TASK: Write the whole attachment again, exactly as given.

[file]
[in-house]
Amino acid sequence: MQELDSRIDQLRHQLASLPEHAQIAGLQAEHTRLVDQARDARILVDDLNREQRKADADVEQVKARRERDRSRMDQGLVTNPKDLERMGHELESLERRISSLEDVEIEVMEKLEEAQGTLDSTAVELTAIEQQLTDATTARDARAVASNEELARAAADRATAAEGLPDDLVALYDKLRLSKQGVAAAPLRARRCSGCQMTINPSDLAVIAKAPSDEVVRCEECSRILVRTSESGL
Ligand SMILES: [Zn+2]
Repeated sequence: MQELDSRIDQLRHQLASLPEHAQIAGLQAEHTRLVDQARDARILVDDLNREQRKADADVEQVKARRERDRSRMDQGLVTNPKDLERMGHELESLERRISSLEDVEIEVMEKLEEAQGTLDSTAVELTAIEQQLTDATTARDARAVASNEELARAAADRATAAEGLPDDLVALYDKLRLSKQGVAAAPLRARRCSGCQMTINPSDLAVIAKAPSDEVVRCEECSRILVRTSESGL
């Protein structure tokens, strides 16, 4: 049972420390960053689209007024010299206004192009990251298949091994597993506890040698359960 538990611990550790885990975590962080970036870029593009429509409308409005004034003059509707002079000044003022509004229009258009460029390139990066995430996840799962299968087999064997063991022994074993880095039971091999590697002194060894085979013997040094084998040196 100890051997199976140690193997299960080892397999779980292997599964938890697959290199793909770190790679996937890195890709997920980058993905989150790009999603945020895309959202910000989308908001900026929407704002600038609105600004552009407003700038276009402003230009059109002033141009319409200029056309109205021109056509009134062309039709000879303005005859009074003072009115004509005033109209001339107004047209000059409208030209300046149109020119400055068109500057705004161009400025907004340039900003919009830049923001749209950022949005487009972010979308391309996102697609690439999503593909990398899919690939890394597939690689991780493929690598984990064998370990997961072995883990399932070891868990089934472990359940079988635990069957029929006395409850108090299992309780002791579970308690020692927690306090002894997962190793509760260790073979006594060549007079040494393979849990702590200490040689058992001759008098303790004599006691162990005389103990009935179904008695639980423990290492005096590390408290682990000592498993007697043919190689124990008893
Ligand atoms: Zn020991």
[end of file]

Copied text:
[in-house]
Amino acid sequence: MQELDSRIDQLRHQLASLPEHAQIAGLQAEHTRLVDQARDARILVDDLNREQRKADADVEQVKARRERDRSRMDQGLVTNPKDLERMGHELESLERRISSLEDVEIEVMEKLEEAQGTLDSTAVELTAIEQQLTDATTARDARAVASNEELARAAADRATAAEGLPDDLVALYDKLRLSKQGVAAAPLRARRCSGCQMTINPSDLAVIAKAPSDEVVRCEECSRILVRTSESGL
Ligand SMILES: [Zn+2]
Repeated sequence: MQELDSRIDQLRHQLASLPEHAQIAGLQAEHTRLVDQARDARILVDDLNREQRKADADVEQVKARRERDRSRMDQGLVTNPKDLERMGHELESLERRISSLEDVEIEVMEKLEEAQGTLDSTAVELTAIEQQLTDATTARDARAVASNEELARAAADRATAAEGLPDDLVALYDKLRLSKQGVAAAPLRARRCSGCQMTINPSDLAVIAKAPSDEVVRCEECSRILVRTSESGL
């Protein structure tokens, strides 16, 4: 049972420390960053689209007024010299206004192009990251298949091994597993506890040698359960 538990611990550790885990975590962080970036870029593009429509409308409005004034003059509707002079000044003022509004229009258009460029390139990066995430996840799962299968087999064997063991022994074993880095039971091999590697002194060894085979013997040094084998040196 100890051997199976140690193997299960080892397999779980292997599964938890697959290199793909770190790679996937890195890709997920980058993905989150790009999603945020895309959202910000989308908001900026929407704002600038609105600004552009407003700038276009402003230009059109002033141009319409200029056309109205021109056509009134062309039709000879303005005859009074003072009115004509005033109209001339107004047209000059409208030209300046149109020119400055068109500057705004161009400025907004340039900003919009830049923001749209950022949005487009972010979308391309996102697609690439999503593909990398899919690939890394597939690689991780493929690598984990064998370990997961072995883990399932070891868990089934472990359940079988635990069957029929006395409850108090299992309780002791579970308690020692927690306090002894997962190793509760260790073979006594060549007079040494393979849990702590200490040689058992001759008098303790004599006691162990005389103990009935179904008695639980423990290492005096590390408290682990000592498993007697043919190689124990008893
Ligand atoms: Zn020991």